More than 150 million cows and pigs are killed in slaughterhouses across the nation. Although there are laws in place to ensure that animals are not tortured before death and that killed animals are both cleaned properly and disease-free, the Food Safety and Inspection Service (FSIS) does not meaningfully attempt to uphold that law, a recent report by the U.S. Department of Agriculture's (USDA) Office of the Inspector General claims.

The Humane Slaughter Act was passed in 1958 to prevent slaughterers from being unnecessarily cruel to animals before they were killed. In 1978, the USDA inspectors were given authority to stop the slaughter line if they witnessed brutality. The USDA launched a pilot program 15 years ago to prevent unnecessary or excess inspecting to ensure slaughters occurred in a timely fashion, run by the FSIS.

A major flaw with the program is that it was not monitored for efficacy and now, many slaughterhouses across the country have accrued hundreds of violations regarding animal slaughter and food safety regulations, but are still open and providing meat to the general public because the FSIS refuses to see its oversight.

Instead, plants with health and safety violations, like an Indiana slaughterhouse that shot a conscious pig numerous times along with an electric stunner to knock the suffering animal unconscious, are still open and running with no penalty. This is not the most grotesque of the violations. A Nebraska slaughterhouse has 50 repeated violations, out of 600 total violations, for having carcasses contaminated with fecal matter on site.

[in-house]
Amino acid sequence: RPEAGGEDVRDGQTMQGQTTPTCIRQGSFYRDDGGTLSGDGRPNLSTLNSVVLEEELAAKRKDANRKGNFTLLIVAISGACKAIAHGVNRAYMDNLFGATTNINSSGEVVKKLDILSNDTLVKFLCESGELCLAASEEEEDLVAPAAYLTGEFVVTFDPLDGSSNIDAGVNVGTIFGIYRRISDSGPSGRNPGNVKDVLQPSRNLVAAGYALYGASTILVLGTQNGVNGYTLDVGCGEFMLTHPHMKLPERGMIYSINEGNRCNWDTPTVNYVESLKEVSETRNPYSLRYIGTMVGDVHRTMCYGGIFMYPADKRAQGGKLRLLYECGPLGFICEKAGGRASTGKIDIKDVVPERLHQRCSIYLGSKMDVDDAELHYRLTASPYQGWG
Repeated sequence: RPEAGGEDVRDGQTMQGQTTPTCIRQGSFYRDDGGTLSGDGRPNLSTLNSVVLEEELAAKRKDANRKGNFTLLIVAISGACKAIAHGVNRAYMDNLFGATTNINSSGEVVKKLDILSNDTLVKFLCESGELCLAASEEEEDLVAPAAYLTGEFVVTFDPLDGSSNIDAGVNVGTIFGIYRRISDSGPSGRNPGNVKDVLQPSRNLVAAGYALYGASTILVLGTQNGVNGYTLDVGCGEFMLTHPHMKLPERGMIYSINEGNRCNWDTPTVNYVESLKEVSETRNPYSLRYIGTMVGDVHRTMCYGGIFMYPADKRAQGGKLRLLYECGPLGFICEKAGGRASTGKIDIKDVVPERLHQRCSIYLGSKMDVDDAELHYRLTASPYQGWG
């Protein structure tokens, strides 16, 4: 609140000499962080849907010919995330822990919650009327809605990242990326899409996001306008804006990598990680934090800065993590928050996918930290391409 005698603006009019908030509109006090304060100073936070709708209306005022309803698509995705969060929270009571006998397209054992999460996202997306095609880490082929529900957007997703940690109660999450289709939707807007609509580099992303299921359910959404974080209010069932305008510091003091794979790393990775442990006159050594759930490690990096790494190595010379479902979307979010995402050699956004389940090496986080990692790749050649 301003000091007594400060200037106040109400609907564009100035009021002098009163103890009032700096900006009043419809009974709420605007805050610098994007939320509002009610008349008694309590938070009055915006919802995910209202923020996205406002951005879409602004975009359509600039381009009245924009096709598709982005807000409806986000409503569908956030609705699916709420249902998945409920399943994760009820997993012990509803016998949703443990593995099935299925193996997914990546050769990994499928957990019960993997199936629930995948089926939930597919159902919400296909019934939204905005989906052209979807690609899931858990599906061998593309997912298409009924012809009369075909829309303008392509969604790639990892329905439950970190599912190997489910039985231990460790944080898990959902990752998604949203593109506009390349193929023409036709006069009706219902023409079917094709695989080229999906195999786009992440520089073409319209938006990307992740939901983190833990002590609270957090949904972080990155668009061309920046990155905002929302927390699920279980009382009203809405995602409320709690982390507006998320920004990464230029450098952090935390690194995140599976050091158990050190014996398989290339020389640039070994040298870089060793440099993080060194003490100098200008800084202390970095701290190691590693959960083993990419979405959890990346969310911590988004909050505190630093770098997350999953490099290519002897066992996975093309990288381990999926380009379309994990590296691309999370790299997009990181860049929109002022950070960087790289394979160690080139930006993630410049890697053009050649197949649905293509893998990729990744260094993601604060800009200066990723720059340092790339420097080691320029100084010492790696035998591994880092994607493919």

The issue is not merely the unclean and inhumane practices at slaughterhouses, but also the inspectors who turn the other cheek. The USDA's Office of the Inspector General interviewed 39 slaughterhouse inspectors and one-third admitted they did not report a slaughterhouse if they witnessed a conscious animal on a bleeding rail, where animals should already be dead or subdued. This offense legally requires suspension of the inspector. However, these inspectors slip through the cracks because of the Act's rules about quick slaughter and fewer inspections.

Out of 44,128 identified violations of food safety laws at 616 slaughterhouses, only 28 resulted in plant suspensions. The oversight of the FSIS and the USDA can lead to serious health and animal welfare issues since so many have had violations and only less than than percent of slaughterhouses were penalized.

The pilot program and slaughterhouses are not at all monitored. As a result, the Centers for Disease Control report that there are tens of millions of cases of food poisoning annually that result in hospitalizations and deaths.